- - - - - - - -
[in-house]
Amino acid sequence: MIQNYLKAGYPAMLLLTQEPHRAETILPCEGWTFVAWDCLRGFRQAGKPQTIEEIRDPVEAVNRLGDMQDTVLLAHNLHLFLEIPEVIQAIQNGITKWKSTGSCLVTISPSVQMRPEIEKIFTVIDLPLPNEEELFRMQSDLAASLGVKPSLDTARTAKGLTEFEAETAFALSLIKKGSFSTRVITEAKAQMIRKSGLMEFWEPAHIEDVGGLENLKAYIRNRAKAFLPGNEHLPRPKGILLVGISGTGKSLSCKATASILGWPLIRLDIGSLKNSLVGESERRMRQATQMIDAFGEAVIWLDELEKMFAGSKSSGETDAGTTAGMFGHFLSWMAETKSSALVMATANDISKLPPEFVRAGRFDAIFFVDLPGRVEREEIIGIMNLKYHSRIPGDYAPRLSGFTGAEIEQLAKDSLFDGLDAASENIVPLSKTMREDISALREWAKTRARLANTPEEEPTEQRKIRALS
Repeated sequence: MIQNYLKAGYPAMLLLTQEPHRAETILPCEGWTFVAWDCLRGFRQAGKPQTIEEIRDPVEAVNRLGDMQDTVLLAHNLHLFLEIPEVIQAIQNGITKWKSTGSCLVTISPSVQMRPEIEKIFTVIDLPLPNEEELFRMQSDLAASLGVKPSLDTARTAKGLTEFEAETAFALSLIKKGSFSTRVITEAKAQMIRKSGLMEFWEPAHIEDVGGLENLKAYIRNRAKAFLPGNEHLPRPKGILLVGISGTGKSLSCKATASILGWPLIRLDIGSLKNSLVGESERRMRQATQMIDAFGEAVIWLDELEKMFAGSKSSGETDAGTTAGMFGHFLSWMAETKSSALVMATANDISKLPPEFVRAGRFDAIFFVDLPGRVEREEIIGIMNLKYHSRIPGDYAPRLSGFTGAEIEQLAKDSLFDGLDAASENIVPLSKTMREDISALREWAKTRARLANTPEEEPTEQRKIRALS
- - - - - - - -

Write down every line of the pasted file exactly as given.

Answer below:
[in-house]
Amino acid sequence: MIQNYLKAGYPAMLLLTQEPHRAETILPCEGWTFVAWDCLRGFRQAGKPQTIEEIRDPVEAVNRLGDMQDTVLLAHNLHLFLEIPEVIQAIQNGITKWKSTGSCLVTISPSVQMRPEIEKIFTVIDLPLPNEEELFRMQSDLAASLGVKPSLDTARTAKGLTEFEAETAFALSLIKKGSFSTRVITEAKAQMIRKSGLMEFWEPAHIEDVGGLENLKAYIRNRAKAFLPGNEHLPRPKGILLVGISGTGKSLSCKATASILGWPLIRLDIGSLKNSLVGESERRMRQATQMIDAFGEAVIWLDELEKMFAGSKSSGETDAGTTAGMFGHFLSWMAETKSSALVMATANDISKLPPEFVRAGRFDAIFFVDLPGRVEREEIIGIMNLKYHSRIPGDYAPRLSGFTGAEIEQLAKDSLFDGLDAASENIVPLSKTMREDISALREWAKTRARLANTPEEEPTEQRKIRALS
Repeated sequence: MIQNYLKAGYPAMLLLTQEPHRAETILPCEGWTFVAWDCLRGFRQAGKPQTIEEIRDPVEAVNRLGDMQDTVLLAHNLHLFLEIPEVIQAIQNGITKWKSTGSCLVTISPSVQMRPEIEKIFTVIDLPLPNEEELFRMQSDLAASLGVKPSLDTARTAKGLTEFEAETAFALSLIKKGSFSTRVITEAKAQMIRKSGLMEFWEPAHIEDVGGLENLKAYIRNRAKAFLPGNEHLPRPKGILLVGISGTGKSLSCKATASILGWPLIRLDIGSLKNSLVGESERRMRQATQMIDAFGEAVIWLDELEKMFAGSKSSGETDAGTTAGMFGHFLSWMAETKSSALVMATANDISKLPPEFVRAGRFDAIFFVDLPGRVEREEIIGIMNLKYHSRIPGDYAPRLSGFTGAEIEQLAKDSLFDGLDAASENIVPLSKTMREDISALREWAKTRARLANTPEEEPTEQRKIRALS